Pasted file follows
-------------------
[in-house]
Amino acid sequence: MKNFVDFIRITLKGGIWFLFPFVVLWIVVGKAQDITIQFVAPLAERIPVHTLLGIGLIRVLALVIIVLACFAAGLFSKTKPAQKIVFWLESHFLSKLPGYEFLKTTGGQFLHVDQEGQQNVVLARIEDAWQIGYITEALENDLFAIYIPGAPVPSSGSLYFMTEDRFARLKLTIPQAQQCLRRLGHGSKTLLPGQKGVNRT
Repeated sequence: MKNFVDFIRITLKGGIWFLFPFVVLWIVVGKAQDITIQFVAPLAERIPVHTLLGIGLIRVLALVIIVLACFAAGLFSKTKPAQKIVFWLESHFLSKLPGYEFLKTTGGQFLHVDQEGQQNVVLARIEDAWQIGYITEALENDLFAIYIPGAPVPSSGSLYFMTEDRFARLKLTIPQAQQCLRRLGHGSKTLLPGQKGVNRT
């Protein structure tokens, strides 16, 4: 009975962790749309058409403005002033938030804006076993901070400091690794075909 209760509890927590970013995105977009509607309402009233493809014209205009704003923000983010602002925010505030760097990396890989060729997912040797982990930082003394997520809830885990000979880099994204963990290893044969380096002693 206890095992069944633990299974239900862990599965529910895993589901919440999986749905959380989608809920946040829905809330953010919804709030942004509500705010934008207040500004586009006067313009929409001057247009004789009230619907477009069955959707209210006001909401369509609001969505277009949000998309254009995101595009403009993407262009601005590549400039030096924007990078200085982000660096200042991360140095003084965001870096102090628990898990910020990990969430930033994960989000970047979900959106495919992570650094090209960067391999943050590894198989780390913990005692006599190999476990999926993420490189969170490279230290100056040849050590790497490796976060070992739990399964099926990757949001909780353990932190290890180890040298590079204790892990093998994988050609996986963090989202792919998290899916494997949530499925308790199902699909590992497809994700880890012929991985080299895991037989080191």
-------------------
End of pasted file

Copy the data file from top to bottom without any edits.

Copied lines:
[in-house]
Amino acid sequence: MKNFVDFIRITLKGGIWFLFPFVVLWIVVGKAQDITIQFVAPLAERIPVHTLLGIGLIRVLALVIIVLACFAAGLFSKTKPAQKIVFWLESHFLSKLPGYEFLKTTGGQFLHVDQEGQQNVVLARIEDAWQIGYITEALENDLFAIYIPGAPVPSSGSLYFMTEDRFARLKLTIPQAQQCLRRLGHGSKTLLPGQKGVNRT
Repeated sequence: MKNFVDFIRITLKGGIWFLFPFVVLWIVVGKAQDITIQFVAPLAERIPVHTLLGIGLIRVLALVIIVLACFAAGLFSKTKPAQKIVFWLESHFLSKLPGYEFLKTTGGQFLHVDQEGQQNVVLARIEDAWQIGYITEALENDLFAIYIPGAPVPSSGSLYFMTEDRFARLKLTIPQAQQCLRRLGHGSKTLLPGQKGVNRT
């Protein structure tokens, strides 16, 4: 009975962790749309058409403005002033938030804006076993901070400091690794075909 209760509890927590970013995105977009509607309402009233493809014209205009704003923000983010602002925010505030760097990396890989060729997912040797982990930082003394997520809830885990000979880099994204963990290893044969380096002693 206890095992069944633990299974239900862990599965529910895993589901919440999986749905959380989608809920946040829905809330953010919804709030942004509500705010934008207040500004586009006067313009929409001057247009004789009230619907477009069955959707209210006001909401369509609001969505277009949000998309254009995101595009403009993407262009601005590549400039030096924007990078200085982000660096200042991360140095003084965001870096102090628990898990910020990990969430930033994960989000970047979900959106495919992570650094090209960067391999943050590894198989780390913990005692006599190999476990999926993420490189969170490279230290100056040849050590790497490796976060070992739990399964099926990757949001909780353990932190290890180890040298590079204790892990093998994988050609996986963090989202792919998290899916494997949530499925308790199902699909590992497809994700880890012929991985080299895991037989080191």